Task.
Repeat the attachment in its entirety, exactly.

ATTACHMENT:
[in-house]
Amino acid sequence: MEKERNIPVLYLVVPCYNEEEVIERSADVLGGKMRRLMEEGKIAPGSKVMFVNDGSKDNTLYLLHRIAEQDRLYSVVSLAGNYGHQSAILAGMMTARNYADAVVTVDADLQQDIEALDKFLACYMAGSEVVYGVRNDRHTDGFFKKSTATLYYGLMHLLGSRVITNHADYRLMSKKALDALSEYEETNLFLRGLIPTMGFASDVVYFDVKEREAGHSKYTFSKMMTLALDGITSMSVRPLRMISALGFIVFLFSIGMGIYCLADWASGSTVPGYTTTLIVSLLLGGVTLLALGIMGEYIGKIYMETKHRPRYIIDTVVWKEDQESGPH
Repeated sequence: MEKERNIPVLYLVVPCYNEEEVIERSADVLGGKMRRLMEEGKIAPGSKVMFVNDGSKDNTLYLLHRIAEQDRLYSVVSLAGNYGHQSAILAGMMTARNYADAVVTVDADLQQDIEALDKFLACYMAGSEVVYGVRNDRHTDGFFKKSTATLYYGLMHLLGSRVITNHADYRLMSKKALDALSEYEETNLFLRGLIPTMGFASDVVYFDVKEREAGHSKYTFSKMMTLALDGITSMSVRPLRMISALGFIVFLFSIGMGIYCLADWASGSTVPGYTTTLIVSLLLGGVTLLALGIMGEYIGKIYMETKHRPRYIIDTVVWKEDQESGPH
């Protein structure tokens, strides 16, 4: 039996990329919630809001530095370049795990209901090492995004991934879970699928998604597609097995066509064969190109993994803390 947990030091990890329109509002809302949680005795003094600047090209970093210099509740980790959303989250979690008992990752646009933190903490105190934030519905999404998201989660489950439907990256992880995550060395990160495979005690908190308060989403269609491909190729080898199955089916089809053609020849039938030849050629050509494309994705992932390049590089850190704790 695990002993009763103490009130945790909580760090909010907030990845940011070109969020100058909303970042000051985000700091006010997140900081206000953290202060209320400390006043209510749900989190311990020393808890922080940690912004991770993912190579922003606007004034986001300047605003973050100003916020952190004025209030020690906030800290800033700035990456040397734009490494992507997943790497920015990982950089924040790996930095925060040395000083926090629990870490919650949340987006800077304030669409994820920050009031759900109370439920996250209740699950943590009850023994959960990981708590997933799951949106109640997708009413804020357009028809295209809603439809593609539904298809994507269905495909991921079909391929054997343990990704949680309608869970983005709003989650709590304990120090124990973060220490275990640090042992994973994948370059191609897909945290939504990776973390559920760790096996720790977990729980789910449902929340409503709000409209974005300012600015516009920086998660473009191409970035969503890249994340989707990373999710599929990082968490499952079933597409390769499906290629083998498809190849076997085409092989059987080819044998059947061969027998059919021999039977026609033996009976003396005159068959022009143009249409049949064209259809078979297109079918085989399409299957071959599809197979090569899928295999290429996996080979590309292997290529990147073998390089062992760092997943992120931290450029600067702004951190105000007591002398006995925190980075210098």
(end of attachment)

[in-house]
Amino acid sequence: MEKERNIPVLYLVVPCYNEEEVIERSADVLGGKMRRLMEEGKIAPGSKVMFVNDGSKDNTLYLLHRIAEQDRLYSVVSLAGNYGHQSAILAGMMTARNYADAVVTVDADLQQDIEALDKFLACYMAGSEVVYGVRNDRHTDGFFKKSTATLYYGLMHLLGSRVITNHADYRLMSKKALDALSEYEETNLFLRGLIPTMGFASDVVYFDVKEREAGHSKYTFSKMMTLALDGITSMSVRPLRMISALGFIVFLFSIGMGIYCLADWASGSTVPGYTTTLIVSLLLGGVTLLALGIMGEYIGKIYMETKHRPRYIIDTVVWKEDQESGPH
Repeated sequence: MEKERNIPVLYLVVPCYNEEEVIERSADVLGGKMRRLMEEGKIAPGSKVMFVNDGSKDNTLYLLHRIAEQDRLYSVVSLAGNYGHQSAILAGMMTARNYADAVVTVDADLQQDIEALDKFLACYMAGSEVVYGVRNDRHTDGFFKKSTATLYYGLMHLLGSRVITNHADYRLMSKKALDALSEYEETNLFLRGLIPTMGFASDVVYFDVKEREAGHSKYTFSKMMTLALDGITSMSVRPLRMISALGFIVFLFSIGMGIYCLADWASGSTVPGYTTTLIVSLLLGGVTLLALGIMGEYIGKIYMETKHRPRYIIDTVVWKEDQESGPH
């Protein structure tokens, strides 16, 4: 039996990329919630809001530095370049795990209901090492995004991934879970699928998604597609097995066509064969190109993994803390 947990030091990890329109509002809302949680005795003094600047090209970093210099509740980790959303989250979690008992990752646009933190903490105190934030519905999404998201989660489950439907990256992880995550060395990160495979005690908190308060989403269609491909190729080898199955089916089809053609020849039938030849050629050509494309994705992932390049590089850190704790 695990002993009763103490009130945790909580760090909010907030990845940011070109969020100058909303970042000051985000700091006010997140900081206000953290202060209320400390006043209510749900989190311990020393808890922080940690912004991770993912190579922003606007004034986001300047605003973050100003916020952190004025209030020690906030800290800033700035990456040397734009490494992507997943790497920015990982950089924040790996930095925060040395000083926090629990870490919650949340987006800077304030669409994820920050009031759900109370439920996250209740699950943590009850023994959960990981708590997933799951949106109640997708009413804020357009028809295209809603439809593609539904298809994507269905495909991921079909391929054997343990990704949680309608869970983005709003989650709590304990120090124990973060220490275990640090042992994973994948370059191609897909945290939504990776973390559920760790096996720790977990729980789910449902929340409503709000409209974005300012600015516009920086998660473009191409970035969503890249994340989707990373999710599929990082968490499952079933597409390769499906290629083998498809190849076997085409092989059987080819044998059947061969027998059919021999039977026609033996009976003396005159068959022009143009249409049949064209259809078979297109079918085989399409299957071959599809197979090569899928295999290429996996080979590309292997290529990147073998390089062992760092997943992120931290450029600067702004951190105000007591002398006995925190980075210098």